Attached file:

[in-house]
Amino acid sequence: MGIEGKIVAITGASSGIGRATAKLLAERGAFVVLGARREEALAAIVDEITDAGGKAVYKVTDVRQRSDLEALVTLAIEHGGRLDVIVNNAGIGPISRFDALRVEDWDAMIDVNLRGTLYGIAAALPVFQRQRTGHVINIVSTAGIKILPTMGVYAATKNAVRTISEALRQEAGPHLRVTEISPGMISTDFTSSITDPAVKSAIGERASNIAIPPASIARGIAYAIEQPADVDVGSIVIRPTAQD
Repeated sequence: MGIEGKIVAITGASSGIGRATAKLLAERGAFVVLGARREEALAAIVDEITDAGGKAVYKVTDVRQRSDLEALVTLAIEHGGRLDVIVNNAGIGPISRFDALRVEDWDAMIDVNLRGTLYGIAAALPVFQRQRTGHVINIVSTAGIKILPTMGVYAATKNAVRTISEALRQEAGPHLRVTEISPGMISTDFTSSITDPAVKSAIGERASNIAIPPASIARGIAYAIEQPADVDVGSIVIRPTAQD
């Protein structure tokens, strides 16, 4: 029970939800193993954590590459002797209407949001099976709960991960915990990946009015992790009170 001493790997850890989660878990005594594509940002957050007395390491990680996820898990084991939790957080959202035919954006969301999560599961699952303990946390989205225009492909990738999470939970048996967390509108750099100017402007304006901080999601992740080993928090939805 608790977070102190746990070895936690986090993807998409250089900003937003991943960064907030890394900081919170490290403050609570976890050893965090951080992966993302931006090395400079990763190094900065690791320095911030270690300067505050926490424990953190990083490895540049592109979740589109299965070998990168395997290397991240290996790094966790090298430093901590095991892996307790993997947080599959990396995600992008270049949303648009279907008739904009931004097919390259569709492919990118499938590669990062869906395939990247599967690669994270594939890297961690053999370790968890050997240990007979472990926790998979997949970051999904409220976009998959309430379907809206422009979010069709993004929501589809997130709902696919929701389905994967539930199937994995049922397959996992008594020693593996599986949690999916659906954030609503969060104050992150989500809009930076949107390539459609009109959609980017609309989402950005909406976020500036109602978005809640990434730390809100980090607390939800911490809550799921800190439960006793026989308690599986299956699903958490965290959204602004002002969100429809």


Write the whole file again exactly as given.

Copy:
[in-house]
Amino acid sequence: MGIEGKIVAITGASSGIGRATAKLLAERGAFVVLGARREEALAAIVDEITDAGGKAVYKVTDVRQRSDLEALVTLAIEHGGRLDVIVNNAGIGPISRFDALRVEDWDAMIDVNLRGTLYGIAAALPVFQRQRTGHVINIVSTAGIKILPTMGVYAATKNAVRTISEALRQEAGPHLRVTEISPGMISTDFTSSITDPAVKSAIGERASNIAIPPASIARGIAYAIEQPADVDVGSIVIRPTAQD
Repeated sequence: MGIEGKIVAITGASSGIGRATAKLLAERGAFVVLGARREEALAAIVDEITDAGGKAVYKVTDVRQRSDLEALVTLAIEHGGRLDVIVNNAGIGPISRFDALRVEDWDAMIDVNLRGTLYGIAAALPVFQRQRTGHVINIVSTAGIKILPTMGVYAATKNAVRTISEALRQEAGPHLRVTEISPGMISTDFTSSITDPAVKSAIGERASNIAIPPASIARGIAYAIEQPADVDVGSIVIRPTAQD
């Protein structure tokens, strides 16, 4: 029970939800193993954590590459002797209407949001099976709960991960915990990946009015992790009170 001493790997850890989660878990005594594509940002957050007395390491990680996820898990084991939790957080959202035919954006969301999560599961699952303990946390989205225009492909990738999470939970048996967390509108750099100017402007304006901080999601992740080993928090939805 608790977070102190746990070895936690986090993807998409250089900003937003991943960064907030890394900081919170490290403050609570976890050893965090951080992966993302931006090395400079990763190094900065690791320095911030270690300067505050926490424990953190990083490895540049592109979740589109299965070998990168395997290397991240290996790094966790090298430093901590095991892996307790993997947080599959990396995600992008270049949303648009279907008739904009931004097919390259569709492919990118499938590669990062869906395939990247599967690669994270594939890297961690053999370790968890050997240990007979472990926790998979997949970051999904409220976009998959309430379907809206422009979010069709993004929501589809997130709902696919929701389905994967539930199937994995049922397959996992008594020693593996599986949690999916659906954030609503969060104050992150989500809009930076949107390539459609009109959609980017609309989402950005909406976020500036109602978005809640990434730390809100980090607390939800911490809550799921800190439960006793026989308690599986299956699903958490965290959204602004002002969100429809």